By now we know the importance of liability insurance for businesses, but with more than a quarter of Americans working remotely for the foreseeable future, it’s time to direct our attention to telecommuting safety.
Hackers exploit crises, and the COVID-19 pandemic is no different. Make sure your employees stay safe while working at home, so your company’s data isn’t accessed through phishing and malware attacks.
No matter how large or small your company is, significant damage can be done if hackers get a hold of secure data. From employee location to tech tools, we’re here to make sure your company thrives in a remote environment.
Remember: Location Matters
A common misconception about remote work is that your risk doesn’t change based on your location, but that’s simply not true. According to a recent study, safety risk vastly changes over state lines. It’s important to know where your employees are working from, what the privacy laws are in those states, and how those states combat cyberattacks.
Many companies are widening their hiring pool by offering full-time remote positions, which is a great benefit to come from the changes we experienced in the last year. As you extend your hiring pool geographically, pay attention to cybersecurity laws where any new employees may be based.
Provide Phishing Education
Human error is the cause of 90% of cyber attacks. Phishing is when hackers get you to give them your information by posing as an authoritative site or figure. Educate your employees on phishing scams to ensure your data isn’t given up voluntarily.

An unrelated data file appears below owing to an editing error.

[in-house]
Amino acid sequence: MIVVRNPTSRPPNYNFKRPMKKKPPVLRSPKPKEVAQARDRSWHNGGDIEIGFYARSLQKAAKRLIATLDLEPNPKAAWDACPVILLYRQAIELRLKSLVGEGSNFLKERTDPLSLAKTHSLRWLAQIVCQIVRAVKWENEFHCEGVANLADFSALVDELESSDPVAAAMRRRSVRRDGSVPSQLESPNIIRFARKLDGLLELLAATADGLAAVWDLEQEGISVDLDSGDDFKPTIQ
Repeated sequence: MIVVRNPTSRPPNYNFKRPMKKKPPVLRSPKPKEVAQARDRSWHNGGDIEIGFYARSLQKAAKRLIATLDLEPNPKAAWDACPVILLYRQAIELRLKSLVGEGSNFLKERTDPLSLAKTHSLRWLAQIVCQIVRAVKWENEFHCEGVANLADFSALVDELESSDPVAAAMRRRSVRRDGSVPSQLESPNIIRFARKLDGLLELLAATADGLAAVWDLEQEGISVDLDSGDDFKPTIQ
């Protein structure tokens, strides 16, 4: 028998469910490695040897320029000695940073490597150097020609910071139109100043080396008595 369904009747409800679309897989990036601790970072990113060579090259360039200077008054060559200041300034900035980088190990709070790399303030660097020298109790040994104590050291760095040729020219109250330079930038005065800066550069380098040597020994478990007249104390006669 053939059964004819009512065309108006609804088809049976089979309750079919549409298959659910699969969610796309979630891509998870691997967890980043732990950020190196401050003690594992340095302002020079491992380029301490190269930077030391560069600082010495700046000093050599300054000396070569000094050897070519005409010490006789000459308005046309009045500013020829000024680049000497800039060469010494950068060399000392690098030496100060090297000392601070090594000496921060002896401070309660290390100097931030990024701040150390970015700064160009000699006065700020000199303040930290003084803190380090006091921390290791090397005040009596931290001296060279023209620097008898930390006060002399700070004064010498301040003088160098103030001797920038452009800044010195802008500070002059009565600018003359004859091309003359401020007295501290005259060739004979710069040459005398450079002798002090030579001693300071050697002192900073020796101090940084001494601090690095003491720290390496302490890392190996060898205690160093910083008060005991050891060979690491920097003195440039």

Common phishing scams include:
- Pretending to be your coworker and asking you to fulfill an invoice
- Emailing you stating you need to click a link to change your password for an account
- Impersonating your boss and asking for private work information
- Using a fake email to pose as customer support from a brand
Spotting phishing attacks like these saves your company time and money in the long run.
Enable Multi-Factor Authentication
Multi-factor authentication involves using another device (commonly, your cell phone) to verify that you are the user logging into an online account or app. Without multi-factor authentication, it’s much easier for hackers to get into your account because there is no verification that the account owner is the one trying to log in.
Essentially, multi-factor authentication provides extra protection so hackers can’t find their way into your accounts (and it is much easier to set up and use than it may seem). The majority of people keep their smartphones by their side at all times anyway, and the extra 15 seconds to keep your data safe is well worth the investment.
Provide At-Home Safety Lessons
When an employee is working from home, electrical and technical safety is largely their responsibility. It is important to set your employees up for success by educating them on the dos and don’ts of workplace safety. Plus, you’re likely loaning employees expensive equipment to work from home, and it’s wise to provide tips sooner than later on how to keep their tech safe from preventable damage.
Topics for safety education include:
- Not overloading electrical sources
- Setting up equipment ergonomically
- Securing your technology
- Accessing via a Virtual Private Network
- Connecting to a secure internet connection
- Implementing emergency evacuation plans
The U.S. Office of Personnel Management provides a great checklist for telecommuting safety to help you prepare your employees for remote work.
Working from home has many awesome benefits—from spending more time with family to saving gas money on a commute, we have all enjoyed the perks of working remotely. Before you take the plunge and keep workers remote full-time, or even part-time, make sure you cover your bases so your business can stay safe while it grows.